Flops, Treats, Purrs, and Pees: The Measurements of Daily Life with Pets

Trials, setbacks, and love are all part of our relationship with dogs and cats.

A tabby cat lies on top of a malamute puppy, snuggled in a check blanket. The measurements and love of life with pets.
Photo: Ermolaeva Olga 84/Shutterstock

By Zazie Todd PhD.

As I was driving home from the store today, I turned a corner and saw thunder clouds over home. “Poor Bodger,” I thought, before remembering that he isn’t here any more. 

For those that don’t know, Bodger was terrified of thunder, but he passed last year.

We don’t know yet if Pepper, my senior Shih Tzu, is frightened of thunder and lightning. Bodger was front of mind because I recently finished writing something about him and thunderstorms (you’ll have to wait a while to read it). I ended that piece by thinking about the progress we made with him over the years, slow but noticeable.

And that set me thinking about all the increments and measurements that go with having a dog or a cat.

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For Harley, my tabby cat, the most important measurement is his twice-daily dose of insulin to keep his diabetes under control. Along with that, we keep an eye on his food, his weight, his water consumption, and – sorry to mention the litter tray – the size of his pees.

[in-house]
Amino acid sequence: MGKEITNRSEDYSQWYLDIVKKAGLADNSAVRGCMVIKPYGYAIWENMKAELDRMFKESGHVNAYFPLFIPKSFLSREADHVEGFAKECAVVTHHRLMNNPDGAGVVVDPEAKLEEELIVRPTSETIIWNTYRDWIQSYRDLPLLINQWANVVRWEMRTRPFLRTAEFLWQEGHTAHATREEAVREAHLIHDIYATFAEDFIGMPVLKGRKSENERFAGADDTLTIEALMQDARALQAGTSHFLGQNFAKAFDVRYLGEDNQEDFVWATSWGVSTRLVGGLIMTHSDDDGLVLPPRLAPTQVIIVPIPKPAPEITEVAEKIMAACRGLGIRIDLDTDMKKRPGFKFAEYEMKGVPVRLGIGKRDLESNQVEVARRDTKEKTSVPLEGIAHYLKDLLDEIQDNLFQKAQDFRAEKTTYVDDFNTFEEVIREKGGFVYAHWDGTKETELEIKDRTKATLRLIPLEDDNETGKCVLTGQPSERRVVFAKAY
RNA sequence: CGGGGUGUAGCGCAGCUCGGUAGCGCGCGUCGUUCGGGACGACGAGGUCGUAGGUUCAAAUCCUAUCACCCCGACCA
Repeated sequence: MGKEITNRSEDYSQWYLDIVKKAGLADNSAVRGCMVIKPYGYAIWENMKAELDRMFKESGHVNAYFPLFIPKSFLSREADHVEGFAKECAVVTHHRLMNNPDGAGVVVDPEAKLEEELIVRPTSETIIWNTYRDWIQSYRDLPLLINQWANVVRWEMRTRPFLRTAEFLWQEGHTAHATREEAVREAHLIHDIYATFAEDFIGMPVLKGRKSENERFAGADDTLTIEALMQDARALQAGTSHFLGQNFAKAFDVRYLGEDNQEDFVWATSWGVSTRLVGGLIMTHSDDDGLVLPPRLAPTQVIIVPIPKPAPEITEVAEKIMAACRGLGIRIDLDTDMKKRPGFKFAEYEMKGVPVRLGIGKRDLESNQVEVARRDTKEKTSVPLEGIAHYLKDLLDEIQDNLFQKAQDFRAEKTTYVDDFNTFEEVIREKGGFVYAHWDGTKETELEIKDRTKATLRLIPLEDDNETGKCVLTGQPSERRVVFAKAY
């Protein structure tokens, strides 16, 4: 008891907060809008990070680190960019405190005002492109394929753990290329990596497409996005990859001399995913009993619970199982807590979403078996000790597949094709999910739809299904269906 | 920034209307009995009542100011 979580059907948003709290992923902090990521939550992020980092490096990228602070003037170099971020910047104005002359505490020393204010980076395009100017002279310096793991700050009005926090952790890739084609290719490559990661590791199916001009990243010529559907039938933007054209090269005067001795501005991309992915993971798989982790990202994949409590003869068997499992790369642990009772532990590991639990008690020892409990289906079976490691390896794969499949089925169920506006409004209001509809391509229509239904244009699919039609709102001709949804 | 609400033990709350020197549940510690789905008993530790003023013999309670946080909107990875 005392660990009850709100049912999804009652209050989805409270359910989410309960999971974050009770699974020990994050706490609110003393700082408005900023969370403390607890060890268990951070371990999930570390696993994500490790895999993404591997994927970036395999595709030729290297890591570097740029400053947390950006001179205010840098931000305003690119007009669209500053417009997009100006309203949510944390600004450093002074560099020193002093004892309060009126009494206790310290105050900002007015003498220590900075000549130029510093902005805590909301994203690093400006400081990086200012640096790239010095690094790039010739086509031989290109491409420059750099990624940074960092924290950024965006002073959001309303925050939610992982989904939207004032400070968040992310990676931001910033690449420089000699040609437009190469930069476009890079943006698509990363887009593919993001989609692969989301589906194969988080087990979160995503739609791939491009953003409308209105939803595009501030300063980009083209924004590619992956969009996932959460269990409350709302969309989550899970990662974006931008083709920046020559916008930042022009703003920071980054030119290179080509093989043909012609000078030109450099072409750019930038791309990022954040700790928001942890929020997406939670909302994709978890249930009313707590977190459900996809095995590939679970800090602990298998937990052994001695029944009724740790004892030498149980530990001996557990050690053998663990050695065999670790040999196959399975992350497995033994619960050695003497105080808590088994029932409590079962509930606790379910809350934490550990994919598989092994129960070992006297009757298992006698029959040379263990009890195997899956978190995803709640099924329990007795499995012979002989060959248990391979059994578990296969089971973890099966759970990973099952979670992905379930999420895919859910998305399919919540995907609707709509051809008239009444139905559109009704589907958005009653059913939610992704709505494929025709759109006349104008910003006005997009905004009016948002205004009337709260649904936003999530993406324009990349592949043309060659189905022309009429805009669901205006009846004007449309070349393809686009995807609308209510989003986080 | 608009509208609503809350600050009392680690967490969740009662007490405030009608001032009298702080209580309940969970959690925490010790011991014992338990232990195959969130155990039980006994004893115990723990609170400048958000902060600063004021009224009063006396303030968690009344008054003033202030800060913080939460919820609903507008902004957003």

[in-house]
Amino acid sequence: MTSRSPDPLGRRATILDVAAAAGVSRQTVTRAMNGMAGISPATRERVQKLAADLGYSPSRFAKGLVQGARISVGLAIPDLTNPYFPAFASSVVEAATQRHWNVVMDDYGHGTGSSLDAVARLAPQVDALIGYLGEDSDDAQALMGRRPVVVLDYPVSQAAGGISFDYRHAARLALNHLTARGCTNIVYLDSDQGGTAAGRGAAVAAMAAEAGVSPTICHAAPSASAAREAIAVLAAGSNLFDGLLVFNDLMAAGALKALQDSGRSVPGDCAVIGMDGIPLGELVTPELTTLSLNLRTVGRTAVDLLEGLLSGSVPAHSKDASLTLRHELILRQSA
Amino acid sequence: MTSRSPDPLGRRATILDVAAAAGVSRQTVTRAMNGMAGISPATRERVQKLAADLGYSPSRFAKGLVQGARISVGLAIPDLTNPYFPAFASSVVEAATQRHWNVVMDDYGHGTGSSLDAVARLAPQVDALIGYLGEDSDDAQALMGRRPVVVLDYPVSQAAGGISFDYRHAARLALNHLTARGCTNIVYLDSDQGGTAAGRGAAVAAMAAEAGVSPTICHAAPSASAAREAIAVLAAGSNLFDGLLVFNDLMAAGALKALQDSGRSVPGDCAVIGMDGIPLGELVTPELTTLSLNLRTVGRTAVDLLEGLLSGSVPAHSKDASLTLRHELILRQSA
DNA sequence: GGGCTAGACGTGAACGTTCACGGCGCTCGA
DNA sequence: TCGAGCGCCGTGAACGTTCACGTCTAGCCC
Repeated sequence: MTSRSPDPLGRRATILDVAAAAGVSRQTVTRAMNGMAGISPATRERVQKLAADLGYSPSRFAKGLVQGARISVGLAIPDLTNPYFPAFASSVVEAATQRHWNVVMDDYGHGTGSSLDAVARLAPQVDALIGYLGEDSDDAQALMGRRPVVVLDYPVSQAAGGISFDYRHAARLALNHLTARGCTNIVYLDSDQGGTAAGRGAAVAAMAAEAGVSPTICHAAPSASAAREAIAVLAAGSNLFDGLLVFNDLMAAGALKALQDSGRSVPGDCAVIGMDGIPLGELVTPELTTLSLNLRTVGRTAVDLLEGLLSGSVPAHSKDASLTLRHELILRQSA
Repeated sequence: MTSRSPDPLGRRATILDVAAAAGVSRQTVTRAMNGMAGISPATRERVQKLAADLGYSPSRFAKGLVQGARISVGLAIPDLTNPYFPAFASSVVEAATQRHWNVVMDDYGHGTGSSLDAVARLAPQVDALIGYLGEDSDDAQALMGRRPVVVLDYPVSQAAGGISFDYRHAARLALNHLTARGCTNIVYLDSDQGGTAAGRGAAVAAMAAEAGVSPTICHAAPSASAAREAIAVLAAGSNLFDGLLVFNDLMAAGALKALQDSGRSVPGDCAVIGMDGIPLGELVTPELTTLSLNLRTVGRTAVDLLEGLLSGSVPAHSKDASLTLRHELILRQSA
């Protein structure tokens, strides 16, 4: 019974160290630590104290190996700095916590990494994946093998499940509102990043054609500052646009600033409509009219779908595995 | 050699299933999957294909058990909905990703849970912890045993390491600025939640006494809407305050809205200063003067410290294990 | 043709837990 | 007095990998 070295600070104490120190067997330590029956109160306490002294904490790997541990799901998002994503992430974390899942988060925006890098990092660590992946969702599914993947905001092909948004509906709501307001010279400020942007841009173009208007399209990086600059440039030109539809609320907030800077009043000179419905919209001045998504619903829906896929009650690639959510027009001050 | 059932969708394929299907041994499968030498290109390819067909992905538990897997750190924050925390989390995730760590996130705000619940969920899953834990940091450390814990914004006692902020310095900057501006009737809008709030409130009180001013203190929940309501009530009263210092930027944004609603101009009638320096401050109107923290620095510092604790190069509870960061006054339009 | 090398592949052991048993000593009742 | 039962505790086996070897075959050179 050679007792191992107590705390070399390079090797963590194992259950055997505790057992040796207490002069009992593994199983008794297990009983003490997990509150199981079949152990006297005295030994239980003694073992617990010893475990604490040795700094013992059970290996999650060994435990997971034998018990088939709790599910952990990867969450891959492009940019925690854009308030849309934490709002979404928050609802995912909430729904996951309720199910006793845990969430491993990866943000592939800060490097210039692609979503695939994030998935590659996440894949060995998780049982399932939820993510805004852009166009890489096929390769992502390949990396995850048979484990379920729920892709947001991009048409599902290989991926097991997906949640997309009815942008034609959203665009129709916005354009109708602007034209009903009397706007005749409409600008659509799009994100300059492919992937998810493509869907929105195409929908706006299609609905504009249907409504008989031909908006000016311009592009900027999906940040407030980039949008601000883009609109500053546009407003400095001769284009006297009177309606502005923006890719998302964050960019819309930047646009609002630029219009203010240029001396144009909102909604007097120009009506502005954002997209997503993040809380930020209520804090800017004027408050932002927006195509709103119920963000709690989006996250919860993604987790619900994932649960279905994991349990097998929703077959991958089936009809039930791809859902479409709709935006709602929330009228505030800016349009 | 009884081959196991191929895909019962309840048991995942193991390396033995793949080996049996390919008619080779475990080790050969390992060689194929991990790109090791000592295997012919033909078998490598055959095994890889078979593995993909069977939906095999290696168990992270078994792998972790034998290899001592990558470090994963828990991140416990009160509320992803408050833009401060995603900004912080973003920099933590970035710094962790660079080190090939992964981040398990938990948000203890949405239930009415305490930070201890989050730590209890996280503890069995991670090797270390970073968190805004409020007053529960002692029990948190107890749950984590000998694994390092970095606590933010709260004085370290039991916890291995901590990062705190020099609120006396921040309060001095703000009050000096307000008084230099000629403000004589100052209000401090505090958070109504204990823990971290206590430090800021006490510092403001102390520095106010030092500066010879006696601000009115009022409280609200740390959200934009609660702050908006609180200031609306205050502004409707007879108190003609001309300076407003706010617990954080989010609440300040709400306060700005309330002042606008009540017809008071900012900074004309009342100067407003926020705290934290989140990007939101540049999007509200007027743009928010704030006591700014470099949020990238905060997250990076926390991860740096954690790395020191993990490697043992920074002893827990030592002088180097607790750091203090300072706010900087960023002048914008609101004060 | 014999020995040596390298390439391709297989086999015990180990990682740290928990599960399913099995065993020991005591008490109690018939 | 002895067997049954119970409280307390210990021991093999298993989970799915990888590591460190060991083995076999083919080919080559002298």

Melina is easy. Not much we measure, except for her weight from time to time. Aside from that, everything is subjective: the vibrations of her purr, the speed with which she bombs around the house, the ack-ack-ack sound at hummingbirds outside the window.

Pepper was very overweight when he came to us and is making gradual progress towards what our vet thinks will be a good weight for him. So we weigh his food on the kitchen scales, count out his treats for the day, and stand on the scales with him once a week. 

I’d love to get going on some more training with him, but it can only be set against that limited number of treats. Everything has to be prioritized.

When doing operant conditioning, I use Jean Donaldson’s push-drop-stick rules. This involves counting each trial in sets of five, and using the outcome to determine whether you push to the next level in your plan, stick where you are, or drop back to an earlier stage. 

4 or 5 = push

3 = stick

0 to 2 = drop.

I love the efficiency of it and the way it keeps the dog engaged. But Pepper’s training sessions can’t happen in five goes all at once. 

Pepper the Shih Tzu looking happy on an evening walk. The measurements of life with pets.
Pepper. Photo: Zazie Todd

For example, from the day he arrived he had this habit, on seeing his leash, of flopping on his side and lying there like he’s dead. I don’t know why. Maybe he finds it stressful and previously learned this as a way to cope. Maybe in his former life he was sometimes rolled on his side like some aversive trainers do (incidentally, don’t do that). Maybe his previous guardian trained him to lie there on his side like that.

I don’t know, but putting a harness and leash on a dog who’s lying there pretending to be dead is not very convenient. It works much better when there’s some cooperation.